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Thread: Review: Parker P-42

  1. #1
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    Default Review: Parker P-42

    I've never done a gear review before, and I'm certainly no expert at anything, so this probably won't be the best review you've ever read. Sorry. If you have additional questions I'll be happy to answer them to the best of my ability. I have a post in the showroom titled "Here she is" with pictures. I am not going to try posting more pics right now because I'm an idiot. Again, if there's something specific you'd like to see, I'll try to put up a pic of it. Here goes:

    Parker is probably best known for their radical looks and design. They came onto my radar several years ago. I saw one at a store and immediately fell in love with their look and feel. Of course I didn't see a lefty and never did until mine arrived this past Monday. The Parker Fly Boasts stainless steel frets, carbon-glass-epoxy fretboard, neck through mahogany body and a piezo pickup (among about a million other features). It also had a price tag starting at a couple grand.

    Fast-forward a couple years and Parker introduces the P series. Stripped down import models at an affordable (for those of us in the real world) price. Their website says they set up all their imports at their factory in Mundelein, IL. I will attest to that fact. My P-42 says it was made in Indonesia. Right out of the box it played great. It was almost perfectly in tune, but the nice thing was the action was right where I like it. Alright, I'm getting a little ahead of myself.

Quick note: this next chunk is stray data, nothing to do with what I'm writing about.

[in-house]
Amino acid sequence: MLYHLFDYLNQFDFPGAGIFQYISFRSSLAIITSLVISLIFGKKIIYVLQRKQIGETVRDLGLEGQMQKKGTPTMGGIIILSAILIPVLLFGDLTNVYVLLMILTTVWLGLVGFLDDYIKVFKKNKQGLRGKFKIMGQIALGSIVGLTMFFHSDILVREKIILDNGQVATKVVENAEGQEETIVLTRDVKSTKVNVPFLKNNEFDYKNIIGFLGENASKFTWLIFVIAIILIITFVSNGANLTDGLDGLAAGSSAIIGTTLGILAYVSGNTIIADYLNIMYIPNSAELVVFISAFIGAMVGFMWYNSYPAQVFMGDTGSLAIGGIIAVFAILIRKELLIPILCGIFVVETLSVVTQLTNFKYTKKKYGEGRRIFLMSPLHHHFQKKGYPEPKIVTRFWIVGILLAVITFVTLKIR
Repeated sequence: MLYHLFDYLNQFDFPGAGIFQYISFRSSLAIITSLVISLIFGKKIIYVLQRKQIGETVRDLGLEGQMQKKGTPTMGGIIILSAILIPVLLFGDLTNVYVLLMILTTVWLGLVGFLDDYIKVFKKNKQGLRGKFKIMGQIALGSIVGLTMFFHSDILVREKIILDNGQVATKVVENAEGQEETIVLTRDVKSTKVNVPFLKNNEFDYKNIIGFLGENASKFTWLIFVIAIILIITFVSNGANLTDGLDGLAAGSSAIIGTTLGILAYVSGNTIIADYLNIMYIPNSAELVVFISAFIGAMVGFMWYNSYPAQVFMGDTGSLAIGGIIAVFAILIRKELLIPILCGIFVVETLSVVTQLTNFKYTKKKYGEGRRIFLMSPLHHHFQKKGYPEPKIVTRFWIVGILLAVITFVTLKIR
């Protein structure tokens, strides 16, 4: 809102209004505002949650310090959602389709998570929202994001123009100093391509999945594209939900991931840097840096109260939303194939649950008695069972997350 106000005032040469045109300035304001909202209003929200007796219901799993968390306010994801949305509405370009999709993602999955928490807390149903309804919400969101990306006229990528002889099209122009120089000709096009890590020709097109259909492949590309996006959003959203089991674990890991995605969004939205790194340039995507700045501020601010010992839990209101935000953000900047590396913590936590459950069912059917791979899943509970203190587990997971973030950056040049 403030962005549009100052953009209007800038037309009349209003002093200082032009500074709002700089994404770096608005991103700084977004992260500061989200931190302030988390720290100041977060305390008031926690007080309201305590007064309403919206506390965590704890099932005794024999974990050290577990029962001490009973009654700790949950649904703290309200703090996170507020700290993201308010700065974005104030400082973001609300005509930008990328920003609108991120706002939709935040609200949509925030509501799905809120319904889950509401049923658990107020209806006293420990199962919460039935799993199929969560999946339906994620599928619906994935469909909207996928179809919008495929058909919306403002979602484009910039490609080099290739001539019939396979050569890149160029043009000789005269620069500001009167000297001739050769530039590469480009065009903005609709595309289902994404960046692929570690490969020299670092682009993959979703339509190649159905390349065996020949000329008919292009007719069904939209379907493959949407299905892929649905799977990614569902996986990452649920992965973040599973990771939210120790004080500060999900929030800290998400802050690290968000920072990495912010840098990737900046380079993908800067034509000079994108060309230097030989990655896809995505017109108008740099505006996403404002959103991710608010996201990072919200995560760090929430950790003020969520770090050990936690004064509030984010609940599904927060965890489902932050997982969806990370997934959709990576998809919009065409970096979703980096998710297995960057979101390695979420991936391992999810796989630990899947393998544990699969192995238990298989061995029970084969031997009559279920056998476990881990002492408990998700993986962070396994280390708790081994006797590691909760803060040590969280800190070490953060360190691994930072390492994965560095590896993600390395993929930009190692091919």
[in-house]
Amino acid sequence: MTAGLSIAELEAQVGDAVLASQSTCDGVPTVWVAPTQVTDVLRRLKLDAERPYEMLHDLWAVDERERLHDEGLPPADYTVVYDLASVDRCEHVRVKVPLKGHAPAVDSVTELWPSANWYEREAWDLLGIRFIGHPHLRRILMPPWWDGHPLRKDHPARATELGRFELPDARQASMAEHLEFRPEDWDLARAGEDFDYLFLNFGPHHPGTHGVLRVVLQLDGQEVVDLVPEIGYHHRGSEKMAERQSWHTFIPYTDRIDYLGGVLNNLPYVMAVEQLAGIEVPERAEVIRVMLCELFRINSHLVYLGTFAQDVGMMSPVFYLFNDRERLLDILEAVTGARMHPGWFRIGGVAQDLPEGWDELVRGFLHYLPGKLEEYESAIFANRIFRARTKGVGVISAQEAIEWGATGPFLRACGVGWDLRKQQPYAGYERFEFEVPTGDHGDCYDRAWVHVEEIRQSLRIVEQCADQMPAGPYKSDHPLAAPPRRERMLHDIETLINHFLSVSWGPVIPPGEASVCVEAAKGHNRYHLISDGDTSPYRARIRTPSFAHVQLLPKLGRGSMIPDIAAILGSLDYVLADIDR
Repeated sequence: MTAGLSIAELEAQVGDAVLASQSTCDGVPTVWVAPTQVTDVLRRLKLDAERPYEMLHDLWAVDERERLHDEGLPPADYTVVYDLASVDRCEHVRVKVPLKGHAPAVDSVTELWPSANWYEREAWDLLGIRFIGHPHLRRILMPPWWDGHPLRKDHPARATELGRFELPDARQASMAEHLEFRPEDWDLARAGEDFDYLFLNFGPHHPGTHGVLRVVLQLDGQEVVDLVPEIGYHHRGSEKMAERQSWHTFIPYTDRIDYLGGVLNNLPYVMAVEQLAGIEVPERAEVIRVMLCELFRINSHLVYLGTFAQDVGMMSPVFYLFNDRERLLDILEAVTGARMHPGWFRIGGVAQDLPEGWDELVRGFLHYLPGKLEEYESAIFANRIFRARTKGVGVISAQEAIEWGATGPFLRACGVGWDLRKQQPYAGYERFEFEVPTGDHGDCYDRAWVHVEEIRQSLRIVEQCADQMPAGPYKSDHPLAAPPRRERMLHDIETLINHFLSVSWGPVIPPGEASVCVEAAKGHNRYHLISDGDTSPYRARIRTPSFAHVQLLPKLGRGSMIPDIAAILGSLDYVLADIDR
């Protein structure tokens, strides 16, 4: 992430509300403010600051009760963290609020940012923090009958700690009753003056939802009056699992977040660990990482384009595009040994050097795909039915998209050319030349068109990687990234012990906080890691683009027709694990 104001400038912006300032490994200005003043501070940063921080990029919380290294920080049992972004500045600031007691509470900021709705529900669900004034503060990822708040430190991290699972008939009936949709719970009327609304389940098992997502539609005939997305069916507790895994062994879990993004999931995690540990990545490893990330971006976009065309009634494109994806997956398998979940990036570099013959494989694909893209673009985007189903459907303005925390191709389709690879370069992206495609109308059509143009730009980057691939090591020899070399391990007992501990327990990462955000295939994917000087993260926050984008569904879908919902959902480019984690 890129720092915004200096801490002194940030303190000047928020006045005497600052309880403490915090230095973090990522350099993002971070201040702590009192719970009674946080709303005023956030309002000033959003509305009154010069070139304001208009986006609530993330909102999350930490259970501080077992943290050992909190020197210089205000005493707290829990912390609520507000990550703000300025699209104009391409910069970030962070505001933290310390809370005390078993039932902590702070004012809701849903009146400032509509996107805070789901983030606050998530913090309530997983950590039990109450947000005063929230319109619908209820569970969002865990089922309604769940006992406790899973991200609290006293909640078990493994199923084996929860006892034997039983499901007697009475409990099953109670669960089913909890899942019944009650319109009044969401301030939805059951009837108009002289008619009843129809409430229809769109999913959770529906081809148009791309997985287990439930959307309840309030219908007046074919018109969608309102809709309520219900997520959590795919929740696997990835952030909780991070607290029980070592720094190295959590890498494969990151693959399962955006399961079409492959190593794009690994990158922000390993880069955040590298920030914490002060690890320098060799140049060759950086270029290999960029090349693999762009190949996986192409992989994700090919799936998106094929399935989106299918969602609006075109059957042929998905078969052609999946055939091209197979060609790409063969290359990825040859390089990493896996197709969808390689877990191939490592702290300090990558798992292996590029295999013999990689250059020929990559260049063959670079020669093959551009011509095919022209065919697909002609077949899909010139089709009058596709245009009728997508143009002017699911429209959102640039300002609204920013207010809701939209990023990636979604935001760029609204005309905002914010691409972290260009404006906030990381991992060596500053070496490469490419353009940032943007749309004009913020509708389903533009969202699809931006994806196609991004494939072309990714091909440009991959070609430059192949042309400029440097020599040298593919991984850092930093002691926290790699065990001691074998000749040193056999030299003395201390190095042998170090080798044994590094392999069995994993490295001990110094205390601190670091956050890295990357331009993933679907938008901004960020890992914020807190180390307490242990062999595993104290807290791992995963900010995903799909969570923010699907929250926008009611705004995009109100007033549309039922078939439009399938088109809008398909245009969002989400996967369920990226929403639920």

I bought the guitar from Adirondack Guitars in New York. Put a $25 deposit down about a month ago, as they were still waiting for them to arrive (Dennis told me after they arrived they were about 5 months late). They finally got in last week, and after paying my balance Adirondack had Parker drop ship it to me since I'm closer to Illinois than New York (I'm in Michigan). Now I haven't done any real intensive research on the subject, but I have gathered that this is the first batch of lefties they've done. Only select dealers across the country were getting them. Adirondack was only getting 8, and when I called 5 had already been reserved. The price was $459, which is the same price they're charging for the "righties."

    Let's get some specs out of the way:

    Body: One piece mahogany
    Neck: Bolt-on maple
    Fretboard: Ebony
    Frets: 22 nickel silver
    Bridge: Stop tailpiece
    Pickups: Parker Stinger HH configuration
    Controls: Three-way selector, volume, tone with push/pull coil tap
    Tuners: Grover 18:1
    Finish: Metallic black